3. If you brag about how productive and profitable you are, expect your guys that are already paid below industry standard to ask why it’s been 4 years since the last round of raises.

  4. Don’t treat your best workers worse than your warm bodies. Pretty soon you’ll only have warm bodies.

  5. The shoreside is there to support the boats. Not the other way around.


Oh, another old timer. . . . I guess the days of the marine operator are behind us now. Calling the office from a pay phone. . .the ballsy guys would call from the bar. . . . or so I have been told. . . . I was lucky in that I don’t think that I ever sailed with a drunk captain. . . weed smoking? Well, that is another story.


Very well stated. I’ll add:

  1. Travel pay.

  2. Benefits package. I’m single so it’s not that big of a deal but the guys with families were getting crushed. Try to meet somewhere in the middle. 401k match is nice too.

  3. Competent, impartial, management. I did a decade at one of the big red east coat outfits and our particular port’s management had their favorites. Z-drive experience was easy to get if you were in the “club”, next to impossible if you weren’t.

But honestly the 2 biggies are schedule and boat comfort. Guys don’t want to work on ancient shit heaps anymore.

  1. Treat people well with flexibility and without a lot of petty bullshit.

  2. Full wages and all travel expense paid door to door (just like every other corporate employer in the US).

  3. Holiday pay

  4. After 30 days, full benefits: very good health, short term and long term disability, fully vested 401k, etc.

  5. Modern, up to date, comfortable, safe, Northern European standard boats. Replace the old, uncomfortable, minimally equipped 40, 50, and 60 year old boats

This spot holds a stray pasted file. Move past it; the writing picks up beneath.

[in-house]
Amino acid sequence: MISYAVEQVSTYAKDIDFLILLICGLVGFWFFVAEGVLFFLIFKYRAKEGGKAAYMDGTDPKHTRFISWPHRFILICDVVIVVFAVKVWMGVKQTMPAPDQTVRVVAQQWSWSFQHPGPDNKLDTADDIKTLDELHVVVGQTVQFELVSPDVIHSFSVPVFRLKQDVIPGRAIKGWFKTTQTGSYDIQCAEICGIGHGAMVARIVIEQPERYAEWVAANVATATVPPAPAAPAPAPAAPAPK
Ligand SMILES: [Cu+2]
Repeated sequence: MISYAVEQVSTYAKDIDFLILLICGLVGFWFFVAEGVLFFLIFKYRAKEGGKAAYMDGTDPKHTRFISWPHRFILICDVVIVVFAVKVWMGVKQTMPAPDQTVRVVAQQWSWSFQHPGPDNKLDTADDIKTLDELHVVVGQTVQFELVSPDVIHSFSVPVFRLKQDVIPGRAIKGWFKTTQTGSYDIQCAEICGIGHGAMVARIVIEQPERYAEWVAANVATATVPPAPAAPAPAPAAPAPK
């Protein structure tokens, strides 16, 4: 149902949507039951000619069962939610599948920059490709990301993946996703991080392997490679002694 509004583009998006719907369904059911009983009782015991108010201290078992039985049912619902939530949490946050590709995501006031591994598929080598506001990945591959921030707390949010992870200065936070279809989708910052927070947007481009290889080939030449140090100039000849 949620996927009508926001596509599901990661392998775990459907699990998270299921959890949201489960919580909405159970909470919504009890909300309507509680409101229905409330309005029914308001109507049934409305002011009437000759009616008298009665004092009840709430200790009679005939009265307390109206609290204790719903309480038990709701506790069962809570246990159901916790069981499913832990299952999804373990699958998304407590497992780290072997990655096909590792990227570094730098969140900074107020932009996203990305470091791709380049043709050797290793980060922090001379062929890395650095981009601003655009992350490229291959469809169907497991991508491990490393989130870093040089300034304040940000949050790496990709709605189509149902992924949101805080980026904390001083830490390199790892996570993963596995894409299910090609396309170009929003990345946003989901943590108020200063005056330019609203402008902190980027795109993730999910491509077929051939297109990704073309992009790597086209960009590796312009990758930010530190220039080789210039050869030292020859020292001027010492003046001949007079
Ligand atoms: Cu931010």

6. Good communications and reliable high speed internet.

  7. Increase wages to properly compensate he skills, licensing, risks, and being on the job 24/7 away from home for weeks or months at a time. Pay wages that reflect the local cost of living and taxes.

  8. Only hire quality people.


Making the AB’s work 6 hours on and 6 hours off is beyond me.


6/6 is complete lunacy…especially if you’re expected to get up for anything off watch. I hate it. I can understand maybe for tankermen and for the wheelhouse, if they are involved in very busy and intense situations that more than 6 hours is just too much, but other than that, 6/6 is a real widowmaker.


40 years or so ago I did a 60 day contract 6/6. I was a zombie after a week. There have been numerous studies showing that NOTHING is to be gained by a 6/6 schedule. I know of no other 1st world country that allows it. It should be illegal in the US from both a safety and health standpoint.

1 Like

There are gulf and east coast companies that will never change their 6/6 policy until someone regulatory makes them. There are also plenty of mariners that prefer 6/6 and will never change unless they have to. One of the reasons i quit my last job was because of 6/6 and expecting to be up off watch, not get OT and make up the hours on ‘the other end.’